Tag Archives: innovation

Size Matters

While manufacturers are battling over your eyeballs, and the phrase “ubiquitous connectivity” has passed from this world even before anyone had a chance to learn what it means, there is one screen that is truly u·biq·ui·tous (adj. present, appearing, or found everywhere. Synonyms: omnipresent).

The screen in EVERYONE’s living room. The screen that, no matter how many devices per household, still gathers the clan every evening and still has the best view in the house. The screen that is truly HD, 3D, surround sound, and all the rest of it. The screen that reaches dimensions that make sitting on the sofa more attractive than ever. Yes, we just might be getting fed up with mobility…

Happy New Year, Goodbye 2012 (9)

Size Matters

“Fiddling around with screen sizes has played havoc with device categories,” says  Matt Ablott in a recent blog post. “First we had the smartphone… then we had the tablet… More recently we have seen vendors target devices in the midrange between the two… With smartphones getting larger and tablets getting smaller it probably won’t be long before the two form factors trade places in terms of sizing.”

In the television category, however, there is no dilemma as to which is better (bigger or smaller). And when TV sizes start to get preposterous (Samsung exhibited a 110-inch behemoth at CES in Las Vegas), the message is clear: size matters!

And in the age of the SmartTV, ubiquity comes with a brain! Not only is the TV a household feature that has a penetration rate of 98% in the industrialized world (as compared with 71% PC, 55% smartphone, and only 5% tablet penetration). It also possesses all the features we have come to expect of our smart devices: internet, apps, social media, etc.

When the connection between the two is complete, and families or friends sitting infront of their TV screen interact using their “other” smart devices, the circle will be complete. The combination of public and private displays will allow our multi-tasking, content-hungry, ADD generation to watch, engage, and socialize simultaneously.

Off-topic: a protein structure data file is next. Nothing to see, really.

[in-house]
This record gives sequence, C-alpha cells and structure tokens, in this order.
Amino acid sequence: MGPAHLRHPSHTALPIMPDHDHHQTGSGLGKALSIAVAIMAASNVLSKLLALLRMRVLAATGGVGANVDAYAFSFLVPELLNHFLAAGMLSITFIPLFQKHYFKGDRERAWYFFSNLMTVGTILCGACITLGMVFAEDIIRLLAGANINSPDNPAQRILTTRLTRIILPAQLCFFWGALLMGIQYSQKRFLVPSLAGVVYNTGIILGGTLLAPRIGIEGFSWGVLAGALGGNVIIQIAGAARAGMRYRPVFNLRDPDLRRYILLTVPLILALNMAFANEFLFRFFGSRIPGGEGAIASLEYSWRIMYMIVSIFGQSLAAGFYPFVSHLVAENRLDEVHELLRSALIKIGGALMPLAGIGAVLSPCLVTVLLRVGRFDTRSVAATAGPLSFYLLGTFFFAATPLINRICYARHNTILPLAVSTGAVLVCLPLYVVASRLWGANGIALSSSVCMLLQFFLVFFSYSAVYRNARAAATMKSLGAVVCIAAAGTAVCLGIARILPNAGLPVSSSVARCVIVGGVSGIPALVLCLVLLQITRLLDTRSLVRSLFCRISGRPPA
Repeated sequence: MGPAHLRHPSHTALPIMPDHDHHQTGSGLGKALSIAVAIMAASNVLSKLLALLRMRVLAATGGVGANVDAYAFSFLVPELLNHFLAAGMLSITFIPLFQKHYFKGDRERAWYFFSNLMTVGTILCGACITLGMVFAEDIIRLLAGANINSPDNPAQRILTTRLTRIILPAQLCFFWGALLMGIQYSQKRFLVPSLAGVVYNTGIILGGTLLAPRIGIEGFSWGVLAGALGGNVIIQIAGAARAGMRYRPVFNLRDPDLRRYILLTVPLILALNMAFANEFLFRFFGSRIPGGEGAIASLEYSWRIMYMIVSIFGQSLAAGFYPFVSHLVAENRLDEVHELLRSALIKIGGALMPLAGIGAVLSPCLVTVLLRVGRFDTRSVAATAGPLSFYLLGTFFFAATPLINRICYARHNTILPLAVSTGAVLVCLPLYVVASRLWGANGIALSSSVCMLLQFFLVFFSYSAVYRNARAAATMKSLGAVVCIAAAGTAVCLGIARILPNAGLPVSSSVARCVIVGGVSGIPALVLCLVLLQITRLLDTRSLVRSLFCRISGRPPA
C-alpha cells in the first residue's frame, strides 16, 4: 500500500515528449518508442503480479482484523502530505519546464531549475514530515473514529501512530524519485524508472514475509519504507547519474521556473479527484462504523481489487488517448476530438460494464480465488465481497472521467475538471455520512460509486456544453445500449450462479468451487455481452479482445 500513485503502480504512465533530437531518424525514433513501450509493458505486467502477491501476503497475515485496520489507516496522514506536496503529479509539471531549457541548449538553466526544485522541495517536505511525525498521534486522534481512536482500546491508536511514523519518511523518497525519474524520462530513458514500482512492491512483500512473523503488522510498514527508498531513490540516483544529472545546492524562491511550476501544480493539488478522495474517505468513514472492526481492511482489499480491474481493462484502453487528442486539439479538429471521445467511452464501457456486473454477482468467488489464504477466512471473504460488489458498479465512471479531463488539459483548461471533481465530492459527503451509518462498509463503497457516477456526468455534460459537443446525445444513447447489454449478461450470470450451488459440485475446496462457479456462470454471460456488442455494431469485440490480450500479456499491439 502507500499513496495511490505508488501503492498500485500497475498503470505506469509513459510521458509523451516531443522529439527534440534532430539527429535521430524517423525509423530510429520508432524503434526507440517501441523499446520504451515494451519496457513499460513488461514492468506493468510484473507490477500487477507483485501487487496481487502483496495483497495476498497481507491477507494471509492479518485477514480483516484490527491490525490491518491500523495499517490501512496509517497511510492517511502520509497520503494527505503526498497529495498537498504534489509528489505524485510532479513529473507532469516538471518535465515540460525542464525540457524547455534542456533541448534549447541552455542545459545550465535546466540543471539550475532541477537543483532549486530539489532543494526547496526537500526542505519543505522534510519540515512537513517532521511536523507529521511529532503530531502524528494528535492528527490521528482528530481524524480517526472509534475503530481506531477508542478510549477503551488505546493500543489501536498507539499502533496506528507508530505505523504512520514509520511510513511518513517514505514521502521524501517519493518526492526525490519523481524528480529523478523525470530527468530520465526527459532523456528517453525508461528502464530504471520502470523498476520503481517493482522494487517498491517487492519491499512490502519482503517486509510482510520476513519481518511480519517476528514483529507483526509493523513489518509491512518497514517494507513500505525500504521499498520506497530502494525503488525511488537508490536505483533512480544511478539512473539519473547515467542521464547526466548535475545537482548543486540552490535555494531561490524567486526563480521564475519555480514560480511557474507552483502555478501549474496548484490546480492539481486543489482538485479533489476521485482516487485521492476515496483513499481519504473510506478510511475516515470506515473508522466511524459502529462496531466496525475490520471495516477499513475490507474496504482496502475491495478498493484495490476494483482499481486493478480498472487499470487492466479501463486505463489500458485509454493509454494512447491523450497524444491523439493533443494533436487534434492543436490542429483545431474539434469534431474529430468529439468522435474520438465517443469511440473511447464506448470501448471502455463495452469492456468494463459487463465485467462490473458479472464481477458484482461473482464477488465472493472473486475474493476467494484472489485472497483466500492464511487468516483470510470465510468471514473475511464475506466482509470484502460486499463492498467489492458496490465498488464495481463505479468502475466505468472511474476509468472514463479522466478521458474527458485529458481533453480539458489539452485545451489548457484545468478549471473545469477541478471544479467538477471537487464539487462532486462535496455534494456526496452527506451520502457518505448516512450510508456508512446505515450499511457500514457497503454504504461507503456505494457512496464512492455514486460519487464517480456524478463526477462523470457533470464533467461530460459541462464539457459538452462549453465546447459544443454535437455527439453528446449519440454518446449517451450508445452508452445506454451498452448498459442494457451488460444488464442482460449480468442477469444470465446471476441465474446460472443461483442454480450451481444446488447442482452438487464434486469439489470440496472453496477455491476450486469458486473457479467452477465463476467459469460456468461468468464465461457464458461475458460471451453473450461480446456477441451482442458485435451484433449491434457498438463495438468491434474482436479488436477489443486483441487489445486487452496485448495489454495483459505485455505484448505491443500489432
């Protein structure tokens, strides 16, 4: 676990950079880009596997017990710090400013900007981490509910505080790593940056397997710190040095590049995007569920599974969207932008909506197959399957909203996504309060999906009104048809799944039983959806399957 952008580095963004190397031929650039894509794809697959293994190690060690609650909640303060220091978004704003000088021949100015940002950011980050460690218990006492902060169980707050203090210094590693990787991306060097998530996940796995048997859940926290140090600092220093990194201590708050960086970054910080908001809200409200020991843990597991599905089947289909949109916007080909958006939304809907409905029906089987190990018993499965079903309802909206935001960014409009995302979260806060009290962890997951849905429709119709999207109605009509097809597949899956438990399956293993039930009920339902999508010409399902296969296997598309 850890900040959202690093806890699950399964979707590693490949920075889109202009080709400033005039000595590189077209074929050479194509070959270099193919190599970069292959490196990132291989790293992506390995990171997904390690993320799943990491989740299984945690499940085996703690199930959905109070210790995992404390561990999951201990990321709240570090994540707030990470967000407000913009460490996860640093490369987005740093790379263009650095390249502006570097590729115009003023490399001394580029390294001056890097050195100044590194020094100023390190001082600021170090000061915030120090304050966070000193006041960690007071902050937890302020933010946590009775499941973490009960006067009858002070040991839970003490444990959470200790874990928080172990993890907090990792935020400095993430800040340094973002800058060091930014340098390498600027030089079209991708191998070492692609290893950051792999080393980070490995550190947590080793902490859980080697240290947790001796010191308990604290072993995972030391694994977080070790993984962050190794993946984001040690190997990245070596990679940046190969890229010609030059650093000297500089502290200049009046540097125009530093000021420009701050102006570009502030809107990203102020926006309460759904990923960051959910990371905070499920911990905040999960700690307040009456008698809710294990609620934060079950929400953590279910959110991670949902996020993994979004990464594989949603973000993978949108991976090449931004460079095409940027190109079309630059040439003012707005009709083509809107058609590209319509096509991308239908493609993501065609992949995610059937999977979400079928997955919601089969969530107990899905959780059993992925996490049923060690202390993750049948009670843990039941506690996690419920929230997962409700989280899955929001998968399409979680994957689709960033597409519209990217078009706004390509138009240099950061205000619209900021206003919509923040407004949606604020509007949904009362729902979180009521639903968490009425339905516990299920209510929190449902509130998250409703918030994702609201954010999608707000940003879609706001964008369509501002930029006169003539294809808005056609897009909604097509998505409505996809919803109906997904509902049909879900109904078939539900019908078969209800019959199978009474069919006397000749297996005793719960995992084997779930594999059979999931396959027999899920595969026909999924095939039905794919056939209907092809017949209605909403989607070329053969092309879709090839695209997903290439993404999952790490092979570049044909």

And then what will mobility look like? Maybe varied locations with the same constellation (ultimate experience = big screen + many little screens). Weboolu’s Virtual Entertainment Console is a living example!

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Chuang Jien!

(for those of you wondering, Chuang Jien is Chinese for Innovate)

As the second largest country in the world, and the most populated with a potential local market of 1.3 billion (2012 census), China’s technological clout has never been in question.

500 m internet users, 300 m mobile internet users, 900 m mobile subscribers, a mobile internet market of $1.7 b, and a “demo-to-download” speed of less than 3 months.

Happy New Year, Goodbye 2012 (8)

Innovating China

China’s biggest strength has become applying concepts to a creative and uniquely Chinese context. They have an eagerness to learn, the audacity to take risks, and the sincerity to admit what works and drop what doesn’t. Facebook and Zynga, for example, are actually learning from the mistakes and successes of Chinese monetization experiments,which span an unprecedented spectrum.

Having invented the printing press, compass, and gun powder, it is no surprise that scientific self-sufficiency is China’s goal. But while their strategy to transform from “serving as the world’s factory” to “becoming pioneers in global innovation” is impressive, their homegrown scientists have too often been labelled blatant technology thieves.

With 40% of Chinese games on Android, and 20% on iOS, clearly copycats, the Chinese define themselves as having an unrivaled imagination in 2nd generation innovation, namely making incremental improvements and adaptations for the Chinese market.

Before we accuse them of stealing our intellectual property, let’s look at many of the Western innovations that we worship: the Palm Pilot vs. the Newton, the iPod vs. the Rio, Facebook vs. MySpace,…

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